'Jab not stab': Boxing champ Tyson Fury lends his weight to a new drive to keep kids away from gangs

  • Video report by ITV News Correspondent Rupert Evelyn

Boxing has offered a way to deal with, and move on from, tough starts in life for generations.

In a time when knife crime and gang violence are so common, two of its biggest names, Tyson Fury and Chris Eubank Junior have been lending their support to a scheme to help youngsters stay away from gang life.

Former world champ Fury has spoken of how boxing has instilled discipline and respect and has encouraged youngsters of how to use boxing as a way to channel their feelings.

He said: "I've seen the toughest gangsters and that going to the gym and when they get punched in the face, they turn into children and, boxing doesn't teach you to fight, it teaches you respect, manners."

Fury added: "It teaches you to be a man, to be a woman... it's very important in today's culture as not only are we going to learn how to protect ourselves but it teaches us how to conduct ourselves."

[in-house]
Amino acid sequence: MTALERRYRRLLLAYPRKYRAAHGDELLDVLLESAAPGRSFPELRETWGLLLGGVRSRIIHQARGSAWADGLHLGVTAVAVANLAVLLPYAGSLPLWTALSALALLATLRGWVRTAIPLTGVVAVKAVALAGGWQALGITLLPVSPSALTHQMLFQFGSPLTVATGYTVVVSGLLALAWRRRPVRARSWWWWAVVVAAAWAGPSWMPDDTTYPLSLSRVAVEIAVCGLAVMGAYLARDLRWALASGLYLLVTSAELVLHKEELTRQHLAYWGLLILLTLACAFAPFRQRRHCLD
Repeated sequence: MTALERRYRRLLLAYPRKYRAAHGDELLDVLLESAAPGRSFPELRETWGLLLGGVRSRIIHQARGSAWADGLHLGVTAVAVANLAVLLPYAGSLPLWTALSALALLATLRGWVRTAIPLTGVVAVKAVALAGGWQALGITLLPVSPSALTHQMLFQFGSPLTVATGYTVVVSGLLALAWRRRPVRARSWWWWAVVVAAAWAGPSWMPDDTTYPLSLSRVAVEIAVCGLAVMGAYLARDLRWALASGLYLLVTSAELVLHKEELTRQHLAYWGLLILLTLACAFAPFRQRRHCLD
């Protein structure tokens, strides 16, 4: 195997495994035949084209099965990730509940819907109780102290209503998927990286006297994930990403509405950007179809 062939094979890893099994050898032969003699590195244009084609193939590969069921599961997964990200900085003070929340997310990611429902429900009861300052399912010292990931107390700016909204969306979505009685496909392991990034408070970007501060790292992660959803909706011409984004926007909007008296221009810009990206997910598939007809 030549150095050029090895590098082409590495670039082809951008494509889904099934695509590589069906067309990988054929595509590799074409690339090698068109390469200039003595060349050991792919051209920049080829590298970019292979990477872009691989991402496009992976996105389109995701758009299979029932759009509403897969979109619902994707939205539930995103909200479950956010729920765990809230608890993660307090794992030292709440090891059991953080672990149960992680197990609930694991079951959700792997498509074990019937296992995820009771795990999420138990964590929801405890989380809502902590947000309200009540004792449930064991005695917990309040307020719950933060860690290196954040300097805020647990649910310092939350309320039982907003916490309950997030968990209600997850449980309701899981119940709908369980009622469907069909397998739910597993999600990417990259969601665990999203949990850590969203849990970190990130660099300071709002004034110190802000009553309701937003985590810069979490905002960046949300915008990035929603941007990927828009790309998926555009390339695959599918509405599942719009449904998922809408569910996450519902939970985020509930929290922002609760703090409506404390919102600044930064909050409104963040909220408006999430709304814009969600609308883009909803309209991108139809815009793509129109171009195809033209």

The 'Gypsy King' is looking for a rematch against US WBC heavyweight champion Deontay Wilder following an extraordinary draw in their fight last December.

He continued: "Life's an experience and if we can make it better by helping each other and not getting involved in crime and spending your life in prison, who wants to go to prison and spend their life in prison?"

Allis Luxford, who's 15-years-old, trains at the centre on a weekly basis and says boxing has "changed his life".

"The coaches are your friends, the whole gym just has that, I can't explain it, it's so amazing," he said.

Fifteen-year-old Allis Luxford said boxing has transformed his life. Credit: ITV News

He continued: "They just want us to change our lives around and be better people.

"Before I started boxing, I used to have a really bad temper, I used to say a lot of rubbish and since I've started here I've learnt to manage my anger and it's just taught me so much being here and now I feel so blessed...and you can get along with bare people."

WBC Cares was set up by the World Boxing Council (WBC) to enable boxing to give back to the society.

They've set up a 12-week programme which teaches the core values of respect, courage, integrity and happiness in the face of diversity.

The boxing gyms offers youngsters a safe place to go and are offered support with anger management, self-confidence and self-esteem.